Coronavirus testing for half a million L.A. students each week? Easier said than done
Testing before schooling.
That’s the approach Supt. Austin Beutner called for this week when he said it might be unsafe to reopen Los Angeles Unified School District campuses until coronavirus testing is available to all K-12 students and employees on a regular, even weekly, basis.
That would mean enough tests for nearly half a million students and 75,000 staff members, in some 760 campuses from San Pedro to Chatsworth.
Such an undertaking would be unprecedented in scale, dwarfing the current testing levels in the county and straining a testing infrastructure that is already failing to keep up with surging demand. As recently as last week, county public health officials recommended narrowed testing criteria because of limited supplies and infrastructure.
The approach is stirring some criticism, including from President Trump, who said it was a “terrible decision” to keep schools closed.
Some experts, including those at the Centers for Disease Control and Prevention, don’t recommend widespread testing at schools; others raise questions about the feasibility of creating such a program on short notice.
“I don’t think it’s really practical,” said Claire Garrido-Ortega, an epidemiology lecturer at Cal State Long Beach. “At this point, we need to reduce risk,” she said. “Testing doesn’t necessarily reduce risk.”
Others have endorsed Beutner’s decision to keep campuses closed for now, given the current spike in coronavirus cases. Some Harvard experts argue in a report that, due to false negatives and the rate of spread, every member of a population would have to be tested every three to four days to allow for reopening — an approach very much in line with Beutner’s proposal.
With the clamor growing from the Trump administration, and some parents, for children to return to the classroom, Beutner made clear that assuring the safety of students and staff in the nation’s second-largest school district would have to come first.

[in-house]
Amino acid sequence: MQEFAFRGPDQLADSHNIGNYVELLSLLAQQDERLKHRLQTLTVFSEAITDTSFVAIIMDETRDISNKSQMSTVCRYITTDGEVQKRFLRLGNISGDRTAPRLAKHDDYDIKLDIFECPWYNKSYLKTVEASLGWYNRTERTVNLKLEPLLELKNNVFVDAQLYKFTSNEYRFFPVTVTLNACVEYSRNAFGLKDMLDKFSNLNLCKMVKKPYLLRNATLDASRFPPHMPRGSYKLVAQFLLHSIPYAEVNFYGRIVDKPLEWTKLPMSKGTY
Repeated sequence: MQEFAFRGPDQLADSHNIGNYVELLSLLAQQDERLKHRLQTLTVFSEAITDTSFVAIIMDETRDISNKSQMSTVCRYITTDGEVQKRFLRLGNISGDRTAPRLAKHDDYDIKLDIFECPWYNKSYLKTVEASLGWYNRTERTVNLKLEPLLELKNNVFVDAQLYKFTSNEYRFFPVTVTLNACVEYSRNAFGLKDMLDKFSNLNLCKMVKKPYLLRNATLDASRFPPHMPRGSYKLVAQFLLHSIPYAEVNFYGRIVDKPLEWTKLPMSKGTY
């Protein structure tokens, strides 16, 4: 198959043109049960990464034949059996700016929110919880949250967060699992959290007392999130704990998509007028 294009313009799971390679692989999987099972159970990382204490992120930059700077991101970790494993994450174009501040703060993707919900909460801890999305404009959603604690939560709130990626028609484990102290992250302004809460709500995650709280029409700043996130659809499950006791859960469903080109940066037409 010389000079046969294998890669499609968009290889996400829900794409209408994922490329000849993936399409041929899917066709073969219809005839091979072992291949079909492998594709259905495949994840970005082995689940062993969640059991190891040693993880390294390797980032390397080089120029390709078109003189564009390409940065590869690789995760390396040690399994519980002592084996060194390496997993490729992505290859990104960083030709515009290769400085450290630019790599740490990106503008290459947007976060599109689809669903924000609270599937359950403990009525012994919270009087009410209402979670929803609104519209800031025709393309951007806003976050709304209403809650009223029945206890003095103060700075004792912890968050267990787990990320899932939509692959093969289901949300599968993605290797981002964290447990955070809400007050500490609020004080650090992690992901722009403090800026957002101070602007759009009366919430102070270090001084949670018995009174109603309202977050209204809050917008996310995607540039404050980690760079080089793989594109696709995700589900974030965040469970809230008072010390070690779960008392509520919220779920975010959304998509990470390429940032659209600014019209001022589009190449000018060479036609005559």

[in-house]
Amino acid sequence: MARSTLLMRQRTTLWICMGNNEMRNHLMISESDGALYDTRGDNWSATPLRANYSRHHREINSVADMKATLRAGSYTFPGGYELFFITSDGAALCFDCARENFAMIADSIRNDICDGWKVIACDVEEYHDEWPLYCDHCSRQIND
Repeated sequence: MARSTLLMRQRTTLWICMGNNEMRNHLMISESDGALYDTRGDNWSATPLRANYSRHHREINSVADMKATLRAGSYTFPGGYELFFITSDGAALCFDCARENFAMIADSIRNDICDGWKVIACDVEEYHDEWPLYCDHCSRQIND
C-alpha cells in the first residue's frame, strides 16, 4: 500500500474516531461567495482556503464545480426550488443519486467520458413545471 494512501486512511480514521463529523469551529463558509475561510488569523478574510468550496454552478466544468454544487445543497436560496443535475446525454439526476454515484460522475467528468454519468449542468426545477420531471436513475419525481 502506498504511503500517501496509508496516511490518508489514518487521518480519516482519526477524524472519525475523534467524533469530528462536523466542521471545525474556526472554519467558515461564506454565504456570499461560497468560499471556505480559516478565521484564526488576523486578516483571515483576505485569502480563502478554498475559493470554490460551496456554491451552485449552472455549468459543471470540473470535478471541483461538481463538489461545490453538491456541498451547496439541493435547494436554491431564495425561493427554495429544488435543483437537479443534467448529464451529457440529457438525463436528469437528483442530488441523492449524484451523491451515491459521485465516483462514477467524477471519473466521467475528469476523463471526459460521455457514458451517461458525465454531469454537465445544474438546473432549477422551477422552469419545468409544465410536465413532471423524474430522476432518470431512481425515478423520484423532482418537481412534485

The decision reflects the concerns of many experts. Classrooms are perfect venues for widespread infection: Dozens of students are packed into a confined space, pulling their itchy face masks down to touch their noses and mouths. Children typically have more close contacts than adults, and many teachers are in older age groups, with preexisting conditions. When Israel reopened its schools, outbreaks followed.
In Arizona, three teachers who shared a classroom for virtual summer school all contracted the novel coronavirus. One of them died, reports said.
“Testing the few will protect the many,” said Beutner in his remarks on Monday. “The right way to reopen schools is to make sure there is a robust system of testing and contact tracing to mitigate the risk for all in the school community.”
The success seen by South Korea, Denmark, Germany and Vietnam in fighting the virus, he said, was due to robust contact tracing operations that could be applied to L.A. County schools. “In one of our high schools, for example, the almost 2,900 students and staff have frequent contact with another 100,000 people,” he said.
But the federal Centers for Disease Control and Prevention explicitly “does not recommend” comprehensive school-based testing, the agency noted in bold letters on its website, citing a lack of evidence that it would reduce transmission, plus concerns about resources, parental consent and student privacy.
To conduct weekly screenings, the school district would need to procure personal protective equipment, hire and train people to conduct the tests and adopt a secure system for record-keeping. The school district has about 485,000 students ranging from kindergartners to high school seniors, plus more than 75,000 full- and part-time employees. Weekly screenings would mean at least 80,000-110,000 tests per day, depending on whether some can be conducted during the weekend.
In L.A. County, simply launching a new testing location to serve 2,500 members of the public can take about two weeks, said Ann Lee, chief executive of Community Organized Relief Effort, which oversees testing at several locations across L.A., including Dodger Stadium.